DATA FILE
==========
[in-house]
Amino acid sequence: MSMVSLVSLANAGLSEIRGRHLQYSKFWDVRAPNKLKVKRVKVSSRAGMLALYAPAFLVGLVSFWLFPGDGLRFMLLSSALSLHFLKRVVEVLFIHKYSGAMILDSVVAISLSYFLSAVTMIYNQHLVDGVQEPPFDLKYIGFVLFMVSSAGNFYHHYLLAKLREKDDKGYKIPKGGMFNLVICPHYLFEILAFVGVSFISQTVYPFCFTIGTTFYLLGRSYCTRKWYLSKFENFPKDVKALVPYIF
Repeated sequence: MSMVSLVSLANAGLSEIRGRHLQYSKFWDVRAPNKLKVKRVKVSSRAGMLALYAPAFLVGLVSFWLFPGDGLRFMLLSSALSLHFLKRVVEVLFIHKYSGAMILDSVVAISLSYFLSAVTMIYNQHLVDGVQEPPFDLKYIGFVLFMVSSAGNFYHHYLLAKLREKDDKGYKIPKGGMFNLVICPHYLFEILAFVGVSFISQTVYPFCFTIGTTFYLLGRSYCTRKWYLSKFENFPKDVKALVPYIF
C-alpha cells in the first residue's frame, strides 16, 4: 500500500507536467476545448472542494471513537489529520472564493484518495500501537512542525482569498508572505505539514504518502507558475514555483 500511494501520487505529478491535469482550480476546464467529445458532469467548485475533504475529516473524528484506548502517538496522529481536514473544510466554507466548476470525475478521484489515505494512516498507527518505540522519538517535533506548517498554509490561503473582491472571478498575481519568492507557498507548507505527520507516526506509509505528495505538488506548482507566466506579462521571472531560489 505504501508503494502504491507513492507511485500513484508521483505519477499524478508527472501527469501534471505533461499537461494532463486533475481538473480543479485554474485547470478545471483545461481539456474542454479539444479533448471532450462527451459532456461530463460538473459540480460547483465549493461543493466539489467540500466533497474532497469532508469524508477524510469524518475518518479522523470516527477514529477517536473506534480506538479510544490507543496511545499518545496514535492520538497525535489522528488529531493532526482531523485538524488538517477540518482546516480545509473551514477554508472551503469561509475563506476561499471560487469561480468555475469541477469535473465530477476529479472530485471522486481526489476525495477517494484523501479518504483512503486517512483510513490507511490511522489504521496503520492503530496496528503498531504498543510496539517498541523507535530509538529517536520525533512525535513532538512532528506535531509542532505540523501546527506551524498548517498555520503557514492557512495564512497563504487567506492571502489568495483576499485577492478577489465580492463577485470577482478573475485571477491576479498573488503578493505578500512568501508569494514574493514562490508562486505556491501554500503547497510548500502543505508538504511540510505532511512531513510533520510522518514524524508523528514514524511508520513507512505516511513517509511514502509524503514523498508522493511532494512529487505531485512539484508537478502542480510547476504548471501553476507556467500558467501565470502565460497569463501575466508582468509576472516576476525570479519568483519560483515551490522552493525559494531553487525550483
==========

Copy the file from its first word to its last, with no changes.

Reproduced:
[in-house]
Amino acid sequence: MSMVSLVSLANAGLSEIRGRHLQYSKFWDVRAPNKLKVKRVKVSSRAGMLALYAPAFLVGLVSFWLFPGDGLRFMLLSSALSLHFLKRVVEVLFIHKYSGAMILDSVVAISLSYFLSAVTMIYNQHLVDGVQEPPFDLKYIGFVLFMVSSAGNFYHHYLLAKLREKDDKGYKIPKGGMFNLVICPHYLFEILAFVGVSFISQTVYPFCFTIGTTFYLLGRSYCTRKWYLSKFENFPKDVKALVPYIF
Repeated sequence: MSMVSLVSLANAGLSEIRGRHLQYSKFWDVRAPNKLKVKRVKVSSRAGMLALYAPAFLVGLVSFWLFPGDGLRFMLLSSALSLHFLKRVVEVLFIHKYSGAMILDSVVAISLSYFLSAVTMIYNQHLVDGVQEPPFDLKYIGFVLFMVSSAGNFYHHYLLAKLREKDDKGYKIPKGGMFNLVICPHYLFEILAFVGVSFISQTVYPFCFTIGTTFYLLGRSYCTRKWYLSKFENFPKDVKALVPYIF
C-alpha cells in the first residue's frame, strides 16, 4: 500500500507536467476545448472542494471513537489529520472564493484518495500501537512542525482569498508572505505539514504518502507558475514555483 500511494501520487505529478491535469482550480476546464467529445458532469467548485475533504475529516473524528484506548502517538496522529481536514473544510466554507466548476470525475478521484489515505494512516498507527518505540522519538517535533506548517498554509490561503473582491472571478498575481519568492507557498507548507505527520507516526506509509505528495505538488506548482507566466506579462521571472531560489 505504501508503494502504491507513492507511485500513484508521483505519477499524478508527472501527469501534471505533461499537461494532463486533475481538473480543479485554474485547470478545471483545461481539456474542454479539444479533448471532450462527451459532456461530463460538473459540480460547483465549493461543493466539489467540500466533497474532497469532508469524508477524510469524518475518518479522523470516527477514529477517536473506534480506538479510544490507543496511545499518545496514535492520538497525535489522528488529531493532526482531523485538524488538517477540518482546516480545509473551514477554508472551503469561509475563506476561499471560487469561480468555475469541477469535473465530477476529479472530485471522486481526489476525495477517494484523501479518504483512503486517512483510513490507511490511522489504521496503520492503530496496528503498531504498543510496539517498541523507535530509538529517536520525533512525535513532538512532528506535531509542532505540523501546527506551524498548517498555520503557514492557512495564512497563504487567506492571502489568495483576499485577492478577489465580492463577485470577482478573475485571477491576479498573488503578493505578500512568501508569494514574493514562490508562486505556491501554500503547497510548500502543505508538504511540510505532511512531513510533520510522518514524524508523528514514524511508520513507512505516511513517509511514502509524503514523498508522493511532494512529487505531485512539484508537478502542480510547476504548471501553476507556467500558467501565470502565460497569463501575466508582468509576472516576476525570479519568483519560483515551490522552493525559494531553487525550483